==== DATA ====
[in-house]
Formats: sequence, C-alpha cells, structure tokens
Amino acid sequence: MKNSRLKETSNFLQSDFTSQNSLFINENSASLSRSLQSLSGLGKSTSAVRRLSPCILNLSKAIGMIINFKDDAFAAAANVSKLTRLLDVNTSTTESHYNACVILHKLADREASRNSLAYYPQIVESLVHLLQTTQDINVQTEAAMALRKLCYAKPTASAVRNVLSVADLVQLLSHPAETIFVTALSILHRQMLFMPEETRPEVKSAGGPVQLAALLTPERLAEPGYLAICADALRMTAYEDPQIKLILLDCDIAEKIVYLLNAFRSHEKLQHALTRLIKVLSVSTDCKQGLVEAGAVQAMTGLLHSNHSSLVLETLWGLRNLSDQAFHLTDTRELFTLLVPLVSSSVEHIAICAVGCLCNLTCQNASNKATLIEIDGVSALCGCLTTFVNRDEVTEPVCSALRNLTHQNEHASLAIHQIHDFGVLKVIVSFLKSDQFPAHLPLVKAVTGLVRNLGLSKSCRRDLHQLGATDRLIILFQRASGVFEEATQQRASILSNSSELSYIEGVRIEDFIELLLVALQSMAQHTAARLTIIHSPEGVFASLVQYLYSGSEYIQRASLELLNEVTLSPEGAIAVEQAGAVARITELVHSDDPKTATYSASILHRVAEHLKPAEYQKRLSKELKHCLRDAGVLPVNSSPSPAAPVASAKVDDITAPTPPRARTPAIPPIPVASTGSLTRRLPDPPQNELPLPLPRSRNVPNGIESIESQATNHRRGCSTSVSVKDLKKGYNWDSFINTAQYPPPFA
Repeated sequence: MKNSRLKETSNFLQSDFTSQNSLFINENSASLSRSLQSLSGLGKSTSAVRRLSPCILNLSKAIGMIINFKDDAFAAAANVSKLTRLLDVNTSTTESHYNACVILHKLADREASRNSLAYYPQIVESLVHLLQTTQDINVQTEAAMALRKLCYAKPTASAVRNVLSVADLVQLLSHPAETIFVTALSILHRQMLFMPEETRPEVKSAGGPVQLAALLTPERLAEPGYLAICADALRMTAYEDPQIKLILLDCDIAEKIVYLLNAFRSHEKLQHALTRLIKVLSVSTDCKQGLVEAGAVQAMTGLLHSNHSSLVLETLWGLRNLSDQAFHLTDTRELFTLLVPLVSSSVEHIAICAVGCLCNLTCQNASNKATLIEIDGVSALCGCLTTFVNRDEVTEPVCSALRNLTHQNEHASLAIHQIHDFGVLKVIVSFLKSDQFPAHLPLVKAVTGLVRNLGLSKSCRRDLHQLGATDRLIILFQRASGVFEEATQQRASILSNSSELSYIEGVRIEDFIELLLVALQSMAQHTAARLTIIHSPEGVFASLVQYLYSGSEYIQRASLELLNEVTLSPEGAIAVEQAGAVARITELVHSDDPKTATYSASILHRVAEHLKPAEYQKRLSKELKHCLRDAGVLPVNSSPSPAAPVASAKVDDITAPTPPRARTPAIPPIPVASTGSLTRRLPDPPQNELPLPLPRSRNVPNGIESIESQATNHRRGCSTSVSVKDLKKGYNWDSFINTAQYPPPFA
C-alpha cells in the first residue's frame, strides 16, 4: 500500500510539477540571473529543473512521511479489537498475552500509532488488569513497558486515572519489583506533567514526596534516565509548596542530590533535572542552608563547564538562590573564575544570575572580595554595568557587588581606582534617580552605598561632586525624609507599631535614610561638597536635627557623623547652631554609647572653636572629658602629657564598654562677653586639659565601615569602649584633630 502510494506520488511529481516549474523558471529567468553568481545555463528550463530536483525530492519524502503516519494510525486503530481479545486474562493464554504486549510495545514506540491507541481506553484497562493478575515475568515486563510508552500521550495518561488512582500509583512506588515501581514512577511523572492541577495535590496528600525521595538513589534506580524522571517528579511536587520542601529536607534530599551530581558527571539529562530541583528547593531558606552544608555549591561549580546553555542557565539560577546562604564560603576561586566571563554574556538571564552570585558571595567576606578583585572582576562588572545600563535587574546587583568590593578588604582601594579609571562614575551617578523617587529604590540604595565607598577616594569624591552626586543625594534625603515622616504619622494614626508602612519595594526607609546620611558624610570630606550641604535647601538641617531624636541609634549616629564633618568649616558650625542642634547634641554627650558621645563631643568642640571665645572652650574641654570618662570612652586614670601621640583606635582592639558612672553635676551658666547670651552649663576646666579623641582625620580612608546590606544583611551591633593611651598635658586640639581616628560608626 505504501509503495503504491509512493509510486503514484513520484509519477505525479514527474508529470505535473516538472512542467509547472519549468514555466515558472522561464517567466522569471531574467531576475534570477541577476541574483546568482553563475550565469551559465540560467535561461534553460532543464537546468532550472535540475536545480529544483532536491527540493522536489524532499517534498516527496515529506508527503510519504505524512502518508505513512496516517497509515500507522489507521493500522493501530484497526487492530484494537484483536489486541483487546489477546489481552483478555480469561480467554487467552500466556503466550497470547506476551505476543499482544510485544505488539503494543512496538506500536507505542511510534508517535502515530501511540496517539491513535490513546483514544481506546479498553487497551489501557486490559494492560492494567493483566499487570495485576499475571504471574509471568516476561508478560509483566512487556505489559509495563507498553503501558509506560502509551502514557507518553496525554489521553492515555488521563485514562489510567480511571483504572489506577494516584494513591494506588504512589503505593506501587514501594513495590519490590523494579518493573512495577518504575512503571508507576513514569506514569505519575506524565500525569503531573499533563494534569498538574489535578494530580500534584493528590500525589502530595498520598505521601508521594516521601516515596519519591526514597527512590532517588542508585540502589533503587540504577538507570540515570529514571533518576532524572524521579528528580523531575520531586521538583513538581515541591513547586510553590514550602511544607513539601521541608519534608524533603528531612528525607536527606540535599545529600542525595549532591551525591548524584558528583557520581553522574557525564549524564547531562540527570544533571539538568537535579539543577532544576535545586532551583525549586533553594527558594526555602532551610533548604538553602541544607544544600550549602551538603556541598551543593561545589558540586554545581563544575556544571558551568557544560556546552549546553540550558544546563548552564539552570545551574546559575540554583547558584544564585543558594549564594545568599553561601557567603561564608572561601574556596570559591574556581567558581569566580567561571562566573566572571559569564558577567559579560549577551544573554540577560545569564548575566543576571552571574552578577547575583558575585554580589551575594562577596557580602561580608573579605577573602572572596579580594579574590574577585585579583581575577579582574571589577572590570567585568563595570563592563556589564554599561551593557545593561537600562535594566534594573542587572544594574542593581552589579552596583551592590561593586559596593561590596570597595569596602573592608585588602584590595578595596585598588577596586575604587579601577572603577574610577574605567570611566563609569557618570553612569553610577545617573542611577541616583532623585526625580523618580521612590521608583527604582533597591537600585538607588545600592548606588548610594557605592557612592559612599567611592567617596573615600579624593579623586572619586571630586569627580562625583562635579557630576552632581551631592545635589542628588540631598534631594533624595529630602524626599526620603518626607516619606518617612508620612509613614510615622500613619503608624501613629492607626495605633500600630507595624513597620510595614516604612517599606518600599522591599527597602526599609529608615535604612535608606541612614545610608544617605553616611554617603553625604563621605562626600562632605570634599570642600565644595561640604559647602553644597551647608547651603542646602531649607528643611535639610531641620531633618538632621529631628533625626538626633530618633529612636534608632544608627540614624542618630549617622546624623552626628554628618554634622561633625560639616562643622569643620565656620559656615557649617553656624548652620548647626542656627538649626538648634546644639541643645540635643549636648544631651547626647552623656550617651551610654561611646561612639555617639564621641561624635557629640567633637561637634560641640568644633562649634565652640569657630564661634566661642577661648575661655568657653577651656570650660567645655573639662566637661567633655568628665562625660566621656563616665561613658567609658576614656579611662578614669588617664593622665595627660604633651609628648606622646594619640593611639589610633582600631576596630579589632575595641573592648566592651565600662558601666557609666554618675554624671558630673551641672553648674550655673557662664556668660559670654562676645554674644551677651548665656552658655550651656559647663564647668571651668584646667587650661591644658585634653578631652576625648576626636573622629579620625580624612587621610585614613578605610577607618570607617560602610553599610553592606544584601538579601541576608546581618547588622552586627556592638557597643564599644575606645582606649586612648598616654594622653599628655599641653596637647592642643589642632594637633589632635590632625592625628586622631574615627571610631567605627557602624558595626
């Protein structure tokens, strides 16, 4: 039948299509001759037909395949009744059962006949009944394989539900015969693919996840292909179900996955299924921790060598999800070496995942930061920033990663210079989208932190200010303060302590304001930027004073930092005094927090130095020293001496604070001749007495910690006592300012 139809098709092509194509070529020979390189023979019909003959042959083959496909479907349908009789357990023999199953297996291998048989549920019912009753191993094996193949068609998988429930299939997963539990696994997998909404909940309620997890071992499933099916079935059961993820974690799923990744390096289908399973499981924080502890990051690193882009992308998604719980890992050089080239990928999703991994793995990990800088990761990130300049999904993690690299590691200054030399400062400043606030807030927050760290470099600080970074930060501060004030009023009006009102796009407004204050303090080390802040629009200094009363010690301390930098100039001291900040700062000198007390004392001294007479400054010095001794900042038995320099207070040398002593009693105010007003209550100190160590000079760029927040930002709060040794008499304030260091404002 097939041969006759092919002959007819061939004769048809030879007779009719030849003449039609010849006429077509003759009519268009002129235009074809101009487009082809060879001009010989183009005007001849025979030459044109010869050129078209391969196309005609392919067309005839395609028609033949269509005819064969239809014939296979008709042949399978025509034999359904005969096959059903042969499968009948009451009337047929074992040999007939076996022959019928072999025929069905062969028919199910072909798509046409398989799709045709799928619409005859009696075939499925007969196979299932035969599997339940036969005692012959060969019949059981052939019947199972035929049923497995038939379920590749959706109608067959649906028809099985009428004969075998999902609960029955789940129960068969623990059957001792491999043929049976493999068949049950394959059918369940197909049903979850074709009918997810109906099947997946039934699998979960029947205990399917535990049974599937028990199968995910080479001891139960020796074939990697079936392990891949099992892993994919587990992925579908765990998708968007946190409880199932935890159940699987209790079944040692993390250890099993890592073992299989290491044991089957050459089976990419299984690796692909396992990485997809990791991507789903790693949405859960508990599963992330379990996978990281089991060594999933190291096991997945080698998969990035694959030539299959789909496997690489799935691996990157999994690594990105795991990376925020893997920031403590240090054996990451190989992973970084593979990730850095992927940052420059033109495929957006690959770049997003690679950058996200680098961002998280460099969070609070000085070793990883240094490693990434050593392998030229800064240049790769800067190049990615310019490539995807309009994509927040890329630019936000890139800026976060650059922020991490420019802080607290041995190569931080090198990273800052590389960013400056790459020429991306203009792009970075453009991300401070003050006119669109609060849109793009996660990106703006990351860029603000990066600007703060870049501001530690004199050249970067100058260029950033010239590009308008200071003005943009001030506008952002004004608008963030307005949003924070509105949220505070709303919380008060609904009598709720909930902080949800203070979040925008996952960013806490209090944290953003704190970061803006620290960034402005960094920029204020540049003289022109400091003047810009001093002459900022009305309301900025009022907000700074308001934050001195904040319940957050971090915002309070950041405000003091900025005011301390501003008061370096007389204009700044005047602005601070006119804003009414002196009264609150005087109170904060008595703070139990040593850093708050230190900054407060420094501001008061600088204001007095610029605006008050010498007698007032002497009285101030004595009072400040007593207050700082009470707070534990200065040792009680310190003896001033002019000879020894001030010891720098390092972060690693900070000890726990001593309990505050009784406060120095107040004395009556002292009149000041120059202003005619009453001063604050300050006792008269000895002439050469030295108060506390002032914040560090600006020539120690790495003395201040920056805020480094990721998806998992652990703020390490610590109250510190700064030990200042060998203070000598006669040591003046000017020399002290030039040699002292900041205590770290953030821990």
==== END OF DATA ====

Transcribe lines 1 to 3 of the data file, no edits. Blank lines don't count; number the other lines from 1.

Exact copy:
[in-house]
Formats: sequence, C-alpha cells, structure tokens
Amino acid sequence: MKNSRLKETSNFLQSDFTSQNSLFINENSASLSRSLQSLSGLGKSTSAVRRLSPCILNLSKAIGMIINFKDDAFAAAANVSKLTRLLDVNTSTTESHYNACVILHKLADREASRNSLAYYPQIVESLVHLLQTTQDINVQTEAAMALRKLCYAKPTASAVRNVLSVADLVQLLSHPAETIFVTALSILHRQMLFMPEETRPEVKSAGGPVQLAALLTPERLAEPGYLAICADALRMTAYEDPQIKLILLDCDIAEKIVYLLNAFRSHEKLQHALTRLIKVLSVSTDCKQGLVEAGAVQAMTGLLHSNHSSLVLETLWGLRNLSDQAFHLTDTRELFTLLVPLVSSSVEHIAICAVGCLCNLTCQNASNKATLIEIDGVSALCGCLTTFVNRDEVTEPVCSALRNLTHQNEHASLAIHQIHDFGVLKVIVSFLKSDQFPAHLPLVKAVTGLVRNLGLSKSCRRDLHQLGATDRLIILFQRASGVFEEATQQRASILSNSSELSYIEGVRIEDFIELLLVALQSMAQHTAARLTIIHSPEGVFASLVQYLYSGSEYIQRASLELLNEVTLSPEGAIAVEQAGAVARITELVHSDDPKTATYSASILHRVAEHLKPAEYQKRLSKELKHCLRDAGVLPVNSSPSPAAPVASAKVDDITAPTPPRARTPAIPPIPVASTGSLTRRLPDPPQNELPLPLPRSRNVPNGIESIESQATNHRRGCSTSVSVKDLKKGYNWDSFINTAQYPPPFA